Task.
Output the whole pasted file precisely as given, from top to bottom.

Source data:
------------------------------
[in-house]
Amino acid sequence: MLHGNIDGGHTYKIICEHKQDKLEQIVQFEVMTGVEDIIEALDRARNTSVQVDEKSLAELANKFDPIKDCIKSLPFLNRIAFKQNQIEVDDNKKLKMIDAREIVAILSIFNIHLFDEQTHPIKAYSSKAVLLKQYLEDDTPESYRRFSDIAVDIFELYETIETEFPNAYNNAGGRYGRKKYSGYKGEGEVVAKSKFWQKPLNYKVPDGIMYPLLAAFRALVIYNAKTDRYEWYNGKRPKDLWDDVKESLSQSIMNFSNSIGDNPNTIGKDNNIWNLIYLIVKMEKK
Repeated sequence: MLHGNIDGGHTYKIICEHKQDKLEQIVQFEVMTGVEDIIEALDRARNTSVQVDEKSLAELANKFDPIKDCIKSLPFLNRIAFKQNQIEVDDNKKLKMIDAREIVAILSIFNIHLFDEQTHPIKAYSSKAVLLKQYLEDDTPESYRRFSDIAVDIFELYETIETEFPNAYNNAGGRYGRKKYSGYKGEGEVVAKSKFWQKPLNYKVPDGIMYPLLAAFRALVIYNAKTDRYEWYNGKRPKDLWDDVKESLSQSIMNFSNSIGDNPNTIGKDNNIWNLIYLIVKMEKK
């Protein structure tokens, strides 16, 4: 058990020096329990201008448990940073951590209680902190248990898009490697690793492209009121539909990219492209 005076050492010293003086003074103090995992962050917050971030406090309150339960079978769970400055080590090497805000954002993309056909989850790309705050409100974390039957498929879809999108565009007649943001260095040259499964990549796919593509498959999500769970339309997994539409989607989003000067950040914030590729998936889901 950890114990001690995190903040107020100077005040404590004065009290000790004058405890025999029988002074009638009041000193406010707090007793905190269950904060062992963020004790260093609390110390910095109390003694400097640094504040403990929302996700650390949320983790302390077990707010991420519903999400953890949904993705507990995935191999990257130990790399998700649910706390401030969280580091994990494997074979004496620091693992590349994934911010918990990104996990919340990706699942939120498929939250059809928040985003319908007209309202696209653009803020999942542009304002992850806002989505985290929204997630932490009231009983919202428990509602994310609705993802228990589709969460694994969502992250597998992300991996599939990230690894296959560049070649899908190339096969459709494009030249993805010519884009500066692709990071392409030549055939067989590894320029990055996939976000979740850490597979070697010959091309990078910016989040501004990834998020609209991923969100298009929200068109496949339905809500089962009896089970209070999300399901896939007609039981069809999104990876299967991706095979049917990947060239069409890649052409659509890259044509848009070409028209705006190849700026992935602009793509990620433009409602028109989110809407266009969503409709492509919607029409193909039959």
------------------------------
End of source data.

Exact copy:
[in-house]
Amino acid sequence: MLHGNIDGGHTYKIICEHKQDKLEQIVQFEVMTGVEDIIEALDRARNTSVQVDEKSLAELANKFDPIKDCIKSLPFLNRIAFKQNQIEVDDNKKLKMIDAREIVAILSIFNIHLFDEQTHPIKAYSSKAVLLKQYLEDDTPESYRRFSDIAVDIFELYETIETEFPNAYNNAGGRYGRKKYSGYKGEGEVVAKSKFWQKPLNYKVPDGIMYPLLAAFRALVIYNAKTDRYEWYNGKRPKDLWDDVKESLSQSIMNFSNSIGDNPNTIGKDNNIWNLIYLIVKMEKK
Repeated sequence: MLHGNIDGGHTYKIICEHKQDKLEQIVQFEVMTGVEDIIEALDRARNTSVQVDEKSLAELANKFDPIKDCIKSLPFLNRIAFKQNQIEVDDNKKLKMIDAREIVAILSIFNIHLFDEQTHPIKAYSSKAVLLKQYLEDDTPESYRRFSDIAVDIFELYETIETEFPNAYNNAGGRYGRKKYSGYKGEGEVVAKSKFWQKPLNYKVPDGIMYPLLAAFRALVIYNAKTDRYEWYNGKRPKDLWDDVKESLSQSIMNFSNSIGDNPNTIGKDNNIWNLIYLIVKMEKK
């Protein structure tokens, strides 16, 4: 058990020096329990201008448990940073951590209680902190248990898009490697690793492209009121539909990219492209 005076050492010293003086003074103090995992962050917050971030406090309150339960079978769970400055080590090497805000954002993309056909989850790309705050409100974390039957498929879809999108565009007649943001260095040259499964990549796919593509498959999500769970339309997994539409989607989003000067950040914030590729998936889901 950890114990001690995190903040107020100077005040404590004065009290000790004058405890025999029988002074009638009041000193406010707090007793905190269950904060062992963020004790260093609390110390910095109390003694400097640094504040403990929302996700650390949320983790302390077990707010991420519903999400953890949904993705507990995935191999990257130990790399998700649910706390401030969280580091994990494997074979004496620091693992590349994934911010918990990104996990919340990706699942939120498929939250059809928040985003319908007209309202696209653009803020999942542009304002992850806002989505985290929204997630932490009231009983919202428990509602994310609705993802228990589709969460694994969502992250597998992300991996599939990230690894296959560049070649899908190339096969459709494009030249993805010519884009500066692709990071392409030549055939067989590894320029990055996939976000979740850490597979070697010959091309990078910016989040501004990834998020609209991923969100298009929200068109496949339905809500089962009896089970209070999300399901896939007609039981069809999104990876299967991706095979049917990947060239069409890649052409659509890259044509848009070409028209705006190849700026992935602009793509990620433009409602028109989110809407266009969503409709492509919607029409193909039959």